Diabetes patients taking SGLT-2 inhibitors may not be at risk for urinary tract infection risk, finds a recent study.
USA: Patients with type 2 diabetes ltaking sodium-glucose cotransporter-2 (SGLT-2) inhibitors, do not seem to be at an increased risk for severe urinary tract infections (UTIs) compared to patients taking other anti-diabetic medications, indicate results from a large population-based study published in the Annals of Internal Medicine.
The use of sodium-glucose cotransporter-2 inhibitors, do not seem to be at an increased risk for has been linked with an increased risk of genital infections. However, the data on its link to UTIs has been unclear and has produced conflicting results.
“SGLT2 inhibitors are the most recently approved class of antidiabetic drugs that reduce blood sugar levels by inhibiting glucose reabsorption in the renal proximal tubule. Because of this mechanism of action, a strong biological rationale arises for an increased risk for UTIs. The higher glucose concentration in urine with SGLT-2 inhibitor use may promote bacterial growth,” Kristian B. Filion and Oriana H. Yu from Jewish General Hospital, Montreal, Quebec, Canada, explain in an accompanying editorial.
In 2015, the U.S. Food and Drug Administration (FDA) issued a warning about the increased risk of UTIs among the users of SGLT2 inhibitors due to some reports of sepsis with UTIs and pyelonephritis. Given the limitations of the data, it is not clear if this risk is present in clinical practice.
Chintan V. Dave, Brigham and Women’s Hospital and Harvard Medical School, Boston, Massachusetts, and colleagues conducted this population-based cohort study to assess whether patients taking sodium-glucose cotransporter-2 (SGLT-2) inhibitors are at increased risk for severe UTIs compared with those taking other anti-diabetic medications [dipeptidyl peptidase-4 (DPP-4) inhibitors or glucagon-like peptide-1 receptor (GLP-1) agonists].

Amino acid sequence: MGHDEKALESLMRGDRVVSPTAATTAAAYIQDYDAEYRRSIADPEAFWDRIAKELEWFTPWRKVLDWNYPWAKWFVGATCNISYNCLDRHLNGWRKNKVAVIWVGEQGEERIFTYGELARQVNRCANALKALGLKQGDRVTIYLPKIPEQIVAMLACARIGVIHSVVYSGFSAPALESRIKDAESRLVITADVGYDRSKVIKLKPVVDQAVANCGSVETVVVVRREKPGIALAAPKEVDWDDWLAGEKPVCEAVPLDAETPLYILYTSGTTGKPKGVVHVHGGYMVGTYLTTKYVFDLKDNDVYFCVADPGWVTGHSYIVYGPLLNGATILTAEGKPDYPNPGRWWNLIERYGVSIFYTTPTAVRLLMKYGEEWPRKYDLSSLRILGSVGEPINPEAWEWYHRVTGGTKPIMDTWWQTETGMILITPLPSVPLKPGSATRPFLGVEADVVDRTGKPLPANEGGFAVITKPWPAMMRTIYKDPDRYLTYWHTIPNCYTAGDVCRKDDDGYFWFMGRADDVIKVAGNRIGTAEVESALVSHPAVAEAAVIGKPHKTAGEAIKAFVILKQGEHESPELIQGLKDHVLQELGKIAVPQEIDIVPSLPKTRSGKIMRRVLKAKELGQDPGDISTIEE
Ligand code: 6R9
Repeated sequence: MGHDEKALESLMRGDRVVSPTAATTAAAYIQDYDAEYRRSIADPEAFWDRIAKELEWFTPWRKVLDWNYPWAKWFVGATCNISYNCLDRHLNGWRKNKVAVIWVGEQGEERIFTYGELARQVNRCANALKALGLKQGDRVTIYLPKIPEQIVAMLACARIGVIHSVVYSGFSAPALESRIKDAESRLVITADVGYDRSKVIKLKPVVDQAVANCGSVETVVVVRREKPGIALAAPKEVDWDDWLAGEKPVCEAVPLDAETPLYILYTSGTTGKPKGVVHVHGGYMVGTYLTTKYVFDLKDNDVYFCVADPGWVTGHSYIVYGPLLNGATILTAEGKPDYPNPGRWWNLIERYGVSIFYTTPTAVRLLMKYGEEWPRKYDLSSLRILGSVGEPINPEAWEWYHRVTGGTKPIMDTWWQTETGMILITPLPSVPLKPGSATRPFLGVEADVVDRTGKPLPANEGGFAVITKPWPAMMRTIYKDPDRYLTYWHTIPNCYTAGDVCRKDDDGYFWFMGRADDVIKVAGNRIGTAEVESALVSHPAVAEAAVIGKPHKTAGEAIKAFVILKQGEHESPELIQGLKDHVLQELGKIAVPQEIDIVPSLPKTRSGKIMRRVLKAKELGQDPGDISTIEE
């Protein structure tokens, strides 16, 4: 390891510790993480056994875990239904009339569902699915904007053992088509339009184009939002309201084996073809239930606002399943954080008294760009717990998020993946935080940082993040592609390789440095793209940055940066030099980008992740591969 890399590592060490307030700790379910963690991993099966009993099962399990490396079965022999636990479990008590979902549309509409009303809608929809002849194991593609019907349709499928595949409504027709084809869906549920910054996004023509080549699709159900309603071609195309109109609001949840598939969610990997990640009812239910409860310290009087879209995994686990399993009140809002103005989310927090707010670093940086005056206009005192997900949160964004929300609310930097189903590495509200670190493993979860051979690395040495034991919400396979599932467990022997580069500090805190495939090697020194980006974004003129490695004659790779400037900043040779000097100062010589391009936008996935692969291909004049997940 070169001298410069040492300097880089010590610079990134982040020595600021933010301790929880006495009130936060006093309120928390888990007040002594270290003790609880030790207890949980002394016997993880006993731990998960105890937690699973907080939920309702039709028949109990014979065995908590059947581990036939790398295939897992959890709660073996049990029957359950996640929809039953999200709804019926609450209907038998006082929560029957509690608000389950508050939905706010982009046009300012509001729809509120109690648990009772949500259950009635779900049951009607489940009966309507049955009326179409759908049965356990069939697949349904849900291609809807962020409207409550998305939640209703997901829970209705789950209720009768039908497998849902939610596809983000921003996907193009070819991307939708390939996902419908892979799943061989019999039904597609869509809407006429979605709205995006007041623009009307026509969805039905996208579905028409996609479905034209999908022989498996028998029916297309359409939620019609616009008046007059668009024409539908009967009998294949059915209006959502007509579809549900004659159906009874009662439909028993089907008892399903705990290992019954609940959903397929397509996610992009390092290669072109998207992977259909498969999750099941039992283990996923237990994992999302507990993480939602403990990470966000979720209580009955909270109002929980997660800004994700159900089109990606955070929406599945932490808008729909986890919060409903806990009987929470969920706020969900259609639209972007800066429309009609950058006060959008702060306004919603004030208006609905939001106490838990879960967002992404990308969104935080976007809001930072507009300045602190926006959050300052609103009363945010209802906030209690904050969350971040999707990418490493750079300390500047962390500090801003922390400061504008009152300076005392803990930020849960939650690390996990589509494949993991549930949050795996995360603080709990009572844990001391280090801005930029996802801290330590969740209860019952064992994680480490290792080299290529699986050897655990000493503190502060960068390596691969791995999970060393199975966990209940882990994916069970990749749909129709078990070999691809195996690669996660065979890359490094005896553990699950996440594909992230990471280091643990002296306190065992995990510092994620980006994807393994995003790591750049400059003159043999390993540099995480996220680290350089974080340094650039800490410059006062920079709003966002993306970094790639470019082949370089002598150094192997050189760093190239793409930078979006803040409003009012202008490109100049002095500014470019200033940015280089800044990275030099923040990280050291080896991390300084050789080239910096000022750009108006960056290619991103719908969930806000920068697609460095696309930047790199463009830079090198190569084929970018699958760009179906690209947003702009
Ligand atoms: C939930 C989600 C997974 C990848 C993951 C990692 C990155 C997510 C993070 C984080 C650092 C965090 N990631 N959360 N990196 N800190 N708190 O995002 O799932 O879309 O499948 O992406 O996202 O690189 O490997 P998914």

The researchers created two cohorts and matched 1:1 on the propensity score. Cohort 1 included new users of SGLT-2 inhibitors and dipeptidyl peptidase-4 inhibitors (DPP-4). Cohort 2 included new users of SGLT-2 inhibitors and glucagon-like peptide-1 receptor (GLP-1) agonists. 123 752 patients were identified in cohort 1 and 111 978 in cohort 2 in the 2 databases.
The primary outcome was a severe UTI event, defined as hospitalization for primary UTI, sepsis with UTI, or pyelonephritis.
- In cohort 1, persons newly receiving SGLT-2 inhibitors had 61 severe UTI events, compared with 57 events in the DPP-4 inhibitor group.
- In cohort 2, those receiving SGLT-2 inhibitors had 73 events, compared with 87 events in the GLP-1 agonist group.
- Findings were robust across sensitivity analyses; within several subgroups of age, sex, and frailty; and for canagliflozin and dapagliflozin individually.
- SGLT-2 inhibitors were not associated with increased risk for outpatient UTIs.
“In a large cohort of patients seen in routine clinical practice, the risk for severe and nonsevere UTI events among those initiating SGLT-2 inhibitor therapy was similar to that among patients initiating treatment with other second-line antidiabetic medications,” concluded the authors.
To read the complete study log on to DOI: 10.7326/M18-3136